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Michele Deradune

Movie Starring Austin Actors Wins "Best Independent Film Comedy" Award
by Michele Deradune

July 2001

I recently got good news for me and a couple dozen other Austin actors -- a "no name stars" indie film with "no connections" filmed in '96 and got out of editing in late '98 will be awarded "Best Independent Film Comedy" on this Thursday, June 21st, 2001 at the Gene Siskel Film Center in Chicago, Illinois. Along with about 19 other Austin actors, I had a "principal role" in Snake Tales (which is already available for rental at Vulcan Video and Waterloo Video here in Austin, Texas). Cable rights have been purchased by Time Warner and we hope now that the film has won this prestigious award a real-life Theatrical Distributor will come forward to help get the movie into theatres around the U.S.

Director/Screenwriter Francesca Talenti is being flown up for the festivities and will be awarded $2,500. Snake Tales, a mystery-romance-comedy, will be screened four times (June 21, 24, 28, July 1 ) during the two-week long event held by the School of the Art Institute of Chicago.

The following film description was written by Barbara Scharres for The Gene Siskel Film Center Gazette:

"The winning film in the Christopher Wetzel Memorial Award for Independent Film Comedy, SNAKE TALES is a Texas version of Scheherazade's Thousand and One Nights. A woman is arrested for accidentally running over an endangered snake. Tried by a woman-hating judge, she attempts to save her skin with a tall tale that teeters on a cliff-hanger each time the judge's two-minute timer threatens to run down. Winding its way around the lives of everyone in town, the story draws in the local gossip, the jilted husband, the closet queen, the bad girl who ran away and made good, and even the judge himself. It's a rip-roaring serpentine narrative with fine comic performances and inimitable Texas flavor."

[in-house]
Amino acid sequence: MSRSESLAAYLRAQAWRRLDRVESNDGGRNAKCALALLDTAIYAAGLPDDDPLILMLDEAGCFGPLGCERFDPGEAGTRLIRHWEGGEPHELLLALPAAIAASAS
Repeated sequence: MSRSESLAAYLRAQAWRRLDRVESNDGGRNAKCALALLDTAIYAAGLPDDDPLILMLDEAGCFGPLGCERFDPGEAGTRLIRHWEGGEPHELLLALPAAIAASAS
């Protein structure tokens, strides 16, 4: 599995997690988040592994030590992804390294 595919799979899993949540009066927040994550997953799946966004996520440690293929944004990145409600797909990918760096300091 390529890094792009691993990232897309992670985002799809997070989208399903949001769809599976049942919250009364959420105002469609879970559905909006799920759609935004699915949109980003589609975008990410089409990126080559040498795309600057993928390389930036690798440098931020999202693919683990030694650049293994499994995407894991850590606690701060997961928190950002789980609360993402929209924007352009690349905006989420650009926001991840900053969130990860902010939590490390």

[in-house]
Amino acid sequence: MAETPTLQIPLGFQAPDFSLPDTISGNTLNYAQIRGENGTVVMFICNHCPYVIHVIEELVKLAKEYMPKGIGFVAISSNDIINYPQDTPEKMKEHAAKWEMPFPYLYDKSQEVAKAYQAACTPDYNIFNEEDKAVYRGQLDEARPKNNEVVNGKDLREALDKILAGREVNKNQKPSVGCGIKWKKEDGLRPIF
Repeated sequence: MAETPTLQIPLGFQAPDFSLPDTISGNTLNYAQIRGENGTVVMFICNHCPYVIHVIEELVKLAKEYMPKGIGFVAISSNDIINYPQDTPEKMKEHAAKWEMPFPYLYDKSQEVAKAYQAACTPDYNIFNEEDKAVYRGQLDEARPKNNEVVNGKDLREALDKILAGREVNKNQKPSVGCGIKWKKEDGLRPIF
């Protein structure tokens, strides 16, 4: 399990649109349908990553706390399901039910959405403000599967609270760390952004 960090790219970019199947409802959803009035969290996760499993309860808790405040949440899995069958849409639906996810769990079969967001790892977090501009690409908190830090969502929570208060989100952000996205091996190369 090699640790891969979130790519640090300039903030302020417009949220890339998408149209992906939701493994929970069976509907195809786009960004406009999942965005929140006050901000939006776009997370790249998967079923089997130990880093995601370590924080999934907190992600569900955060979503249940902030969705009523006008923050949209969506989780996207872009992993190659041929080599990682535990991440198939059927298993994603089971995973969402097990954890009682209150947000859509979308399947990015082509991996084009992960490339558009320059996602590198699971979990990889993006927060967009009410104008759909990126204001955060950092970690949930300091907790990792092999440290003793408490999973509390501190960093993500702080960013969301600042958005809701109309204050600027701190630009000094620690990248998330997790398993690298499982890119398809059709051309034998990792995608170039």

On June 21 at 6:00, join special guest juror Leo Benvenutti (screenwriter of SPACE JAM and THE SANTA CLAUSE) as he presents the $2,500 Wetzel Award to director Francesca Talenti of Austin, Texas. This gala evening, which includes a reception and raffle for film related prizes, is a benefit for the Film Center presented in cooperation with the Junior Board of the School of the Art Institute. The Wetzel Award is made possible through the generosity of the family and friends of Chris Wetzel.

I played the zoftig cheating wife of the woman-hating West Texas judge, and David Blackwell did a rip-up job as Dick, a "Window Fashion Consultant" who absolutely embodies the finest in a physical actor comedian. Rupert Reyes plays Luis, an adorable loving husband that manages to constantly get himself into trouble, and Lori Heurig -- who is a rising star down Hollywood way -- plays my niece, a mesmerizingly gorgeous blonde who falls in love with Luis's son via the Internet on the "Venus Chat Room." Truly this is a brilliant film -- with lots to figure out and think about for those who love puzzles and lots of simply hilarious moments for those who (like me) love to take breaks from thinking and just howl with laughter!

Being in this film was an absolute joy for me, and I was enthusiastic about it from the word "go." A clear example of this is that when given a choice as to a time slot to audition, I picked the very first time available -- which also happened to be, (and I knew this) -- the very first time slot of any of the auditions for the movie. Francesca later told me, "I wanted you for the part from the first time you auditioned, but it kind of scared me. I mean, I was saying to myself, 'Wait a minute, Francesca. You haven't seen anybody else audition for this part yet. Maybe you are just being too enthusiastic about Michele because you are excited about finally getting started with the auditions!'" Luckily for me, she went with her first feeling. Francesca Talenti is an "actor's director" if there ever was one. She agonized over who to choose for different roles -- and may change her mind a number of times, as she did with the choice of who was to play my (lead) husband. She finally chose Fred Ellis for that part, by the way, who was well worth her extra pains in finding. He did an awesome job. Awesome, awesome -- and sooo good at his Texan persona. (Believe it or not, none of us Texans in the flick even have Southern accents off camera! It can be next to impossible to find actors that do truly authentic-sounding Texan accents -- but not here in Texas!) An "actor's director," once Francesca made her choices for the roles, she gave us actors a pretty free reign to play our parts as our muses willed. And for Francesca to thank actors for their performances -- and even give them hugs -- and end of day was not an uncommon sight. God loves her. We love her!